Other Andrea’s Sew Easy. Can you imagine how excited your child would be to make their own clothes? Andrea Bailey has been teaching children to sew from the age of seven, including teens, for over 25 years. Small classes, maximum of four, allow students to work at their own speed. Friends and family will be amazed at the clothes students make for themselves. Classes are held after school, Monday to Friday, and Saturdays. For more information call 250-592-7879, email, or visit or•



Fred Penner Co-presented with:

Saturday, October 29 2:30pm | The Port Theatre

They’ll be at university sooner than you think. Make sure your family knows about the Canada Learning Bond


TICKETS: $42 adults | $38 members | $15 students | $5 | 250-754-8550

If your child was born in 2004 or later and your family income is less than $45,000/year, you are eligible for up to $2,000 of free money for your child’s education after high school. For more information visit

Mid Island

Send Us Your Stories! Island Parent is looking for articles for upcoming issues. Some of our best content comes from people just like you—Vancouver Island parents who are passionate about their families and are dealing with the day to day issues of raising children in our community. Share your experiences, your thoughts on a particular issue, your ideas on places to see or projects to do— anything related to parenting. Check our Writer’s Guidelines at for specific information on submissions. We’d love to hear from you. Please email submissions to

September 2016  29

Kids & Memory I

f your toddler is a Forgetful Jones, you might want to help boost his or her brainpower sooner rather than later. New research shows that preschoolers who score lower on a memory task are likely to score higher on a dropout risk scale at the age of 12. “Identifying students who are at risk of eventually dropping out of high school is an important step in preventing this social problem,” says Caroline Fitzpatrick, author

of a study recently published in Intelligence, and a researcher at Concordia University’s PERFORM Centre. The study examined responses from 1,824 children at age two and a half, and then at three and a half. Then the data was compared to the school-related attitudes and results of these children when they entered Grade 7. Results were clear: those that do better on a memory-testing imitation sorting

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task during toddlerhood are more likely to perform better in school later on—and therefore more likely to stay in school. The imitation sorting task is specifically effective in measuring working memory, which can be compared to a childs mental workspace. “Our results suggest that early individual differences in working memory may contribute to developmental risk for high school dropout, as calculated from student engagement in school, grade point average and whether or not they previously repeated a year in school,” says Fitzpatrick. “When taken together, those factors can identify which 12-year-olds are likely to fail to complete high school by the age of 21.” Fitzpatrick and the study’s other researchers, all affiliated with the Université Sainte-Anne and Université de Montréal, have suggestions for how parents can help kids improve their memory.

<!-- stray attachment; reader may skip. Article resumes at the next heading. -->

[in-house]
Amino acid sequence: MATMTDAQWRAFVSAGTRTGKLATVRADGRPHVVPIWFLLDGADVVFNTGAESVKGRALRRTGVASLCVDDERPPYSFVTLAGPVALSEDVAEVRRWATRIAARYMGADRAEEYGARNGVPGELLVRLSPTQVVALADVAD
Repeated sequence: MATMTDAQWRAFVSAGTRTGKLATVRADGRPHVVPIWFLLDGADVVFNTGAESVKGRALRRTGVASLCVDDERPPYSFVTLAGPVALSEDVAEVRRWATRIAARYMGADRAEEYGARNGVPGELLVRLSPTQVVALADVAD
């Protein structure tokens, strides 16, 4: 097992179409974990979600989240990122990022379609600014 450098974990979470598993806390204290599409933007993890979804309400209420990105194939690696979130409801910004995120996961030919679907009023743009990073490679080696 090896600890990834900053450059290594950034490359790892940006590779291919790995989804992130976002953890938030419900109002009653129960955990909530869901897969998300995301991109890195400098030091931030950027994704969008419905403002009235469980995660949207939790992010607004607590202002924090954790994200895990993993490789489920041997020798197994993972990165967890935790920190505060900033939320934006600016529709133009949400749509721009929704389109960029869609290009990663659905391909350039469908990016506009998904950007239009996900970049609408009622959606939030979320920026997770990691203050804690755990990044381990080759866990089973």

How to help at home:

“Preschoolers can engage in pretend play with other children to help them practise their working memory, since this activity involves remembering their own roles and the roles of others,” says Linda Pagani of the Université de Montréal, co-senior author. “Encouraging mindfulness in children by helping them focus on their momentto-moment experiences also has a positive effect on working memory.” Pagani also notes that breathing exercises and guided meditation can be practised with preschool and elementary school children. In older kids, vigorous aerobic activity such as soccer, basketball and jumping rope have all been shown to have beneficial effects on concentration and recall. The researchers note that another promising strategy for improving working memory in children is to limit screen time—video games, smartphones, tablets and television—which can undermine cognitive control and take time away from more enriching pursuits. “Our findings underscore the importance of early intervention,” says Fitzpatick. “Parents can help their children develop strong working memory skills at home, and this can have a positive impact on school performance later in life.”

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30  Island Parent Magazine